The pattern-welded structure of this blade has been well exposed by corrosion in this detail photograph from the more corroded side of the blade, opposite the inlay on the opposite, less corroded side. The broad shallow fuller corresponds to the patterned areas. The pattern consists of two bands of relatively straight pattern, that is, each originating from the exposed periphery of a twisted rod. As the pattern on each side of the midline of the face of the blade reflects that on the opposite, the twisted rods used to create the pattern had opposite directions of twist. (See also the section on pattern-welding).
This photograph from the mid-portion of the more corroded side of the blade discloses, especially on the right, non-patterned steel with a grain running lengthwise. The areas of patterning covering the fullers are thus disclosed to be only thin veneers of only about 1 to 2 mm. in thickness. From this it may be deduced that the rods which produced the pattern were greatly flattened either before they were applied to the core metal of the blade or were greatly flattened in the process of forging of the blade. No return of the twist is seen in the areas of erosion between the surface pattern and the core, suggesting that the bulk of the rods had been removed either before the sword was fabricated, or, less likely, from the fuller after fabrication. (The twist on opposite surfaces of the blade is in the wrong direction to support the central part of the blade having been formed of two twisted rods with plain cores mounted side by side similar to a single cored blade illustrated in Seitz (1981) fig. 66, p. 111.) The core in the present sword appears to be homogeneous in its exposed areas.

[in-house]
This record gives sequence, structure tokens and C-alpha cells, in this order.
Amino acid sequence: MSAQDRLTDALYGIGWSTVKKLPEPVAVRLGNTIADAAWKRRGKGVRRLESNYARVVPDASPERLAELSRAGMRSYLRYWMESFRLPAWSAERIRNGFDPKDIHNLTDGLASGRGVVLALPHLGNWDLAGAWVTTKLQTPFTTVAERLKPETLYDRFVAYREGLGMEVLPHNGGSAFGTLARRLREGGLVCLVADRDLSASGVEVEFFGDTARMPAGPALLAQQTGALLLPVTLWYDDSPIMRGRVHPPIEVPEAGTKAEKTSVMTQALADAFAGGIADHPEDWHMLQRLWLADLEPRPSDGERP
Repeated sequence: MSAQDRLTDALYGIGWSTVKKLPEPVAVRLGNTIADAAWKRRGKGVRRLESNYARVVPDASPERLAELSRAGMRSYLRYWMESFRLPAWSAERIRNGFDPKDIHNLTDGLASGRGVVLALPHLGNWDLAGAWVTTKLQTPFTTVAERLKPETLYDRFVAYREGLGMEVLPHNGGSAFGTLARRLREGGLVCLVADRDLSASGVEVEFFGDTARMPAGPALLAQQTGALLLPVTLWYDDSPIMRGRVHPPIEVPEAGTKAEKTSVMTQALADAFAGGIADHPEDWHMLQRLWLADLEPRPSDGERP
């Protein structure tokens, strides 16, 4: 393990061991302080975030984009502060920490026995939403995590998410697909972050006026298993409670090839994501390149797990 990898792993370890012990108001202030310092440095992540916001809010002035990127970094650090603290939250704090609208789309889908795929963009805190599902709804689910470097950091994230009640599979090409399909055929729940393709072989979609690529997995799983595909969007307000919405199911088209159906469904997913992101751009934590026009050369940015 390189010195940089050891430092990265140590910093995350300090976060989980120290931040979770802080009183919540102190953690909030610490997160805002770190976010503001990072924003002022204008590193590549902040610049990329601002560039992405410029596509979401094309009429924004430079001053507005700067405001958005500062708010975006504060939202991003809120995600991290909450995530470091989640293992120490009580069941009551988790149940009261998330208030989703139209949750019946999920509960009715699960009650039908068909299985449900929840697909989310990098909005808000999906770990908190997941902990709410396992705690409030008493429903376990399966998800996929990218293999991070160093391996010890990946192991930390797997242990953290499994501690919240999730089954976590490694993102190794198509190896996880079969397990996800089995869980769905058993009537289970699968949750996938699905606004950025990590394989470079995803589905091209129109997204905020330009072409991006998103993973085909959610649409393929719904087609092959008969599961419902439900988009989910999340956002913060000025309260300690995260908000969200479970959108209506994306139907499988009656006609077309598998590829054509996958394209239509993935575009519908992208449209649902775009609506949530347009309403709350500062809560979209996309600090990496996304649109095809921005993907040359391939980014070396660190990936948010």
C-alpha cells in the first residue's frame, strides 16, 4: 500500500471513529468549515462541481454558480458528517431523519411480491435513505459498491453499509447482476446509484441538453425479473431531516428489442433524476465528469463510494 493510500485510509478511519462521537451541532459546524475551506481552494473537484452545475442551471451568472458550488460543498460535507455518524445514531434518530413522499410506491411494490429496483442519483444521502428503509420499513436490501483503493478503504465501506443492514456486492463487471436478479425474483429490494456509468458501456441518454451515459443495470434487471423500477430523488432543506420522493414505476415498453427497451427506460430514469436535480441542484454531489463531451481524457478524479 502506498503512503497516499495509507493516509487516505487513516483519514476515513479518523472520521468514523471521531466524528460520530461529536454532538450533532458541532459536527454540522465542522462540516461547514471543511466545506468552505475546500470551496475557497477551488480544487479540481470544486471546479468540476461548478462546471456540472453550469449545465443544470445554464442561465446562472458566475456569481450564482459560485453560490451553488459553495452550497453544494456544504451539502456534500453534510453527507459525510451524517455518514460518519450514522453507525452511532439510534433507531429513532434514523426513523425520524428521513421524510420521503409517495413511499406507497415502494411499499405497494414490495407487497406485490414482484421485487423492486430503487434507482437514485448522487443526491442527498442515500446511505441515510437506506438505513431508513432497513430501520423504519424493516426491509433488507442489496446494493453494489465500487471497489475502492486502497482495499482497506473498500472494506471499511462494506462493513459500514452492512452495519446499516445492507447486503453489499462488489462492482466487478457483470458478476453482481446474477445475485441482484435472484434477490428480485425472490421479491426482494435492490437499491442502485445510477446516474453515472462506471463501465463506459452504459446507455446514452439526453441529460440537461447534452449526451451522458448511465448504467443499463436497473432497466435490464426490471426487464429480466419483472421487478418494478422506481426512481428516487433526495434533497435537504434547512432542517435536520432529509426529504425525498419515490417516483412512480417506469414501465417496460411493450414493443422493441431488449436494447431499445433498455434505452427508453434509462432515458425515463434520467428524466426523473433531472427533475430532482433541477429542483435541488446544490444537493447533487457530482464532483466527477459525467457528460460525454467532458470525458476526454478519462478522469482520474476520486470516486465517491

This illustration from a snapshot of a Viking Age sword in the Schweizerischen Landesmuseum in Zürich, Switzerland (LM 860) shows a blade with a very similar pattern, better exposed by corrosion. A brief description and illustration of this sword may be found in Schneider (1980), item 3, p. 15.